Some of us who sit in business and first class can get very comfortable and sleep our way through, while the rest of us are stuck in a small seat, struggling to get comfortable and catch some zzz’s.
But have you ever wondered what flight attendants do on a long-haul flight, even “ultra long-haul” flights where they have to work eleven or more hours? They are human, after all, and they need to rest up in order to help us until we reach our final destination. Once the main meal service is complete, the flight attendants make their way up (or down) to the small rest areas to relax for several hours.
On larger aircrafts such as the Boeing 777s and 787s, secret air cabins are built above the passenger cabin, and for most of the A380s, these are hidden below deck—accessible only by the flight crew. These secret rooms are usually located at the front and back of the plane, and depending on the type of aircraft, they vary in size and design. Let’s take a peek inside:
(Image source: Unknown)
Once it’s time to make their way into the secret air cabins, the flight crew can change into pajamas (some airlines provide them while others bring their own), and hang their uniforms outside of the curtain so that other crew members know that someone is there.
But don’t be fooled, these spaces, regardless on which airline, are usually about six feet long and two and a half feet wide. Most of the time, as a few flight attendants have attested, they feel claustrophobic.
Each bed is equipped with a pillow and blanket, but some flight attendants bring their own, or take any extras that may not be in use from first or business class seats. Some of the larger planes like that of an A380, the secret air cabin may be equipped with an entertainment system. But even those are quite small (think smaller than a mini iPad).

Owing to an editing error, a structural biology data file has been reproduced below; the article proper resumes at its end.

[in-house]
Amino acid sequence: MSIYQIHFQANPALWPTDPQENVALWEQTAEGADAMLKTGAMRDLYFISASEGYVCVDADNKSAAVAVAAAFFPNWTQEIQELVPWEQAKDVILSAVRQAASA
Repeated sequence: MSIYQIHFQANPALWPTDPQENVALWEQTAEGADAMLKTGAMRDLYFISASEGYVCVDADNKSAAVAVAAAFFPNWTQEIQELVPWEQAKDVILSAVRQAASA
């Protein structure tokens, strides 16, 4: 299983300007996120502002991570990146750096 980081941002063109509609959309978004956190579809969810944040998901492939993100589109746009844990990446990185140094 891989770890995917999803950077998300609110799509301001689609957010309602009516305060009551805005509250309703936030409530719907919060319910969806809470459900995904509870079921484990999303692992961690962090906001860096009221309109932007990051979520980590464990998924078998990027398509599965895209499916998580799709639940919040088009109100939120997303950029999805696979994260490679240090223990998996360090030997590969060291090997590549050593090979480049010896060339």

Not all airlines have the same layout. Some have beds stacked like bunk beds, others have beds on the left and right hand side, separated between a middle isle, and some even have beds surrounding each other side-by-side (almost like a circle).
Pilots, on the other hand, usually have a separate resting spot that’s a bit more luxurious than what the crew is entitled to. For instance, on the Boeing 777, the pilot’s resting room has two business class seats, two beds and some planes even have a sink and lavatory. Must be nice to be a pilot!
Since many airlines have four pilots on board, two of which are captains and the other two are first officers, they divide their time between relaxing and flying, just like the cabin crew.
(Image source: Wimp.com)
So where are these secret spots? Flight attendants have to either climb up via a ladder that comes down from the overhead compartments. Or, they use a staircase hidden behind a door and out of our sight that either leads to a room above or one below the main cabin. We may never know where these secret rooms truly are!